12. Torbjörn Larsson, OM
    Posted April 17, 2014 at 10:34 am | Permalink

    Kawaii!

    The last pic is a howler:
    – Protect me. bro.
    – Against those scary looking creatures? You are ‘foxing’ kidding me!?

  13. Jacques Hausser
    Posted April 17, 2014 at 10:44 am | Permalink

    Scepticism is a healthy behavior in science, but well, in this case, the study is well known and was subject to numerous publications… yes, I know, few occidental scientists read Russian (I don’t) and until the end of the 90ths Russians did not publish in English. Belyav’s hypothesis to explain color and morphology changes (which didn’t affect all the domesticated foxes) as well as physiological changes was that selection for behavior disrupted general physiology regulation and hence gene expression in several area.

    I had the opportunity to visit Belyaev’s Institute at Akademgorodok, the “Science city” close to Novosibirsk, in february 1992 – I was working on the role of chromosomes in speciation of shrews and I had some colleagues in this Institute. My feeling was that, with rather limited ressources (even if Lyssenko’s era was over, genetics was not in very high esteem in Soviet Union) they did very good and solid science.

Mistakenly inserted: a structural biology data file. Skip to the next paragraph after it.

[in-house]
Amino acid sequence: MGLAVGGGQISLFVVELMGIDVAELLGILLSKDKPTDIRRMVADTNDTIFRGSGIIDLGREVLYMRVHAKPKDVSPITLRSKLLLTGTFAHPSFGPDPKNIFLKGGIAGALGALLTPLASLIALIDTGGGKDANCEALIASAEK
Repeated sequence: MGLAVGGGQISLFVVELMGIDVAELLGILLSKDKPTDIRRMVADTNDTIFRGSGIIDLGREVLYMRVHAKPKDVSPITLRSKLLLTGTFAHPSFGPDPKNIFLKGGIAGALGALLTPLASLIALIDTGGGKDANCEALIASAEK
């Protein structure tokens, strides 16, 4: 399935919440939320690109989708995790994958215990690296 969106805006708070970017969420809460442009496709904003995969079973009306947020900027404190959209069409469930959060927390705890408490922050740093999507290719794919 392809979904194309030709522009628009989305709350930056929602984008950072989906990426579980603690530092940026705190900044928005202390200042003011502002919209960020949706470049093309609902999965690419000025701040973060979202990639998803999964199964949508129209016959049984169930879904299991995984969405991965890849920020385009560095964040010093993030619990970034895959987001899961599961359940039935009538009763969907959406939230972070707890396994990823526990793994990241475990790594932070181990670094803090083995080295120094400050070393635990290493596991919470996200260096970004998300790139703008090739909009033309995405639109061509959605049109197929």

It was a strange time, the Soviet Union just dismanteled, the shops empty and I was the only one, out of several occidental scientists invited to the “First (and obviously last) All Union’s Shrew Conference” daring to attend. Some (pacific) demo0nstrations in Moskow, very interesting voyage in the transsiberian (as my Russian colleagues didn’t have money, I was “smuggled” from Moskow to Novosibirsk with a fraudulous indigenous ticket, less than a tenth of the price for a foreigner), nice colleagues and hot discussions, in both scientific and politic fields !

    For information about modern sequels of Belyav’s researches, see http://cbsu.tc.cornell.edu/ccgr/behaviour/Index.htm

    and for a general article

    http://www.americanscientist.org/issues/feature/1999/2/early-canid-domestication-the-farm-fox-experiment/1

    • JoeyM
      Posted April 17, 2014 at 7:42 pm | Permalink

      One other link, a video clip discussing the experiment.

      http://www.liveleak.com/view?i=b30_1372049732